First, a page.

OCR for page 81
81 MEASURES OF EFFECTIVENESS QUESTION 33: Have you developed quantitative/qualitative measures for the effectiveness of your public involvement? Departments of Metropolitan Planning Transportation Organizations Transit Agencies Local Governments No. Their public participation No. No. Rudimentary on their part-- plan has a section in it that No. Yes, they are doing the not sophisticated. Keep talks about how to evaluate reporting. Ask everybody to rolls and head counts. all of our things. debrief on specifics. Yes--document sent to Yes and no. individual interviewer. evaluations based on No. number of newsletters distributed, etc. going to Measure the things we use clicker to vote can--number of meetings, anonymously during number of newsletters meetings. distributed, amount of project correspondence Required by FHWA. Sign-in sent out, display sheets for meetings. expenditures, number of Did evaluation reports for a brochures, etc. long time, but kept No. changing how we wanted to do things because things No. were changing in the whole Have done a few--looking network of possibilities so for other ways to measure the numbers were not what they are doing. Hard comparable after. Can't because it is not hard and judge the secondary and fast. tertiary effects of public No. involvement. Evaluate project in terms of None that are written. what you think worked and Not specifically outlined did not work. Looking for yet. Do some informal scientific numbers--would tracking--number of e- have to hire someone to do newsletters distributed, etc. that for us. Yes, the usual number of No. people in attendance, website hits, what is the actual feedback. In various aspects--in the area of air quality they clearly have. Post season surveys. Don't have any formal way of measuring this. Do a debriefing session with staff and talk about what worked and what didn't. Developed ways to evaluate the tools. In public participation plan, identified all the tools used and have performance goals and how they evaluate success. Unknown.
OCR for page 82
82 MEASURES OF EFFECTIVENESS QUESTION 34: Do those measures include measures of the equity or inclusiveness of your public involvement to assure that your efforts target groups that are traditionally underrepresented in the decision making process and underserved by transportation facilities? Departments of Metropolitan Planning Transportation Organizations Transit Agencies Local Governments Not applicable. Yes, there are specific Transit equity is a big deal No. Don't have any measures. sections that deal with for us. Found that the Yes. These include measures environmental justice. criteria that we use for for equity or inclusiveness. They do not have a formal where we put service is First objective is equity-- process, but their using ridership number 1-- provide equitable access to Community Characteristics transit equity follows transportation decision- Program provides them because the more transit making. One of the with good information. dependent a neighborhood indicators is access to The MPO tries to get to all is the more the ridership information and of the people as much as potential. participation opportunities possible. No. by persons with disabilities, We found this didn't work. convenience of meetings They don't have any and events to public measures of effectiveness. transportation when No measures of available, geographic effectiveness. dispersion, convenience of meeting and time and Nominally. locations. We don't. Not applicable. Yes. Once into project, may They cover a variety of identify groups and need to populations. take a different approach. They have never More opportunity to do so established performance in larger projects. measures. Not applicable. Not applicable. It is the Tracker/Tracker Performance Measures on website. Not applicable. Not applicable. Not applicable.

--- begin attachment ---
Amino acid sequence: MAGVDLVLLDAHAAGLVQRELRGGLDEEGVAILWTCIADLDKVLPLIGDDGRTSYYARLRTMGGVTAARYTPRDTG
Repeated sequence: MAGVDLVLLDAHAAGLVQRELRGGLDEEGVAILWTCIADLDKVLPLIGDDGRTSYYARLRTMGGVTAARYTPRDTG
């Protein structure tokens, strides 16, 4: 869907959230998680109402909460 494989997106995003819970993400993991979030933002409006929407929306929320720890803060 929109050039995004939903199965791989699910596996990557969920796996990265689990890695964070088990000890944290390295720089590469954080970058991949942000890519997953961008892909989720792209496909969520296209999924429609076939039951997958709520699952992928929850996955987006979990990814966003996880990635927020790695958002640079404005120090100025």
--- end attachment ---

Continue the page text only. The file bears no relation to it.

OCR for page 83
83 MEASURES OF EFFECTIVENESS QUESTION 35: How do you measure the cost-effectiveness of your public involvement activities? Departments of Metropolitan Planning Transportation Organizations Transit Agencies Local Governments The DOT does what it They are in our Public They don't. They don't do this. takes to do public transportation plan with an They don't. Tracking all of the involvement. extension matrix in that miscellaneous expenses Do what it takes to do plan. Broken down into for public involvement. public involvement. optional and required Really don't. activities--try to do as many of the optional Do not measure this. activities as are feasible We don't. within the cost and time of The DOT does what it the project. For each takes to do public activity, we have a number involvement. of different measurements Better and more for what meets the enlightened decisions and requirements. a more informed and Doesn't think this is done involved public. We have per se--just ensure that not developed any what they do is effective. quantitative measures for They don't. effectiveness. Have in the past. Put Do not measure this. together numbers that Do not measure this. showed how much we Do what it takes. spent on it. Don't normally Do not measure cost- do that. effectiveness. They don't. Do not do this. Do not measure it. Do not measure cost- effectiveness. Doesn't know. They don't. Doesn't know.
OCR for page 84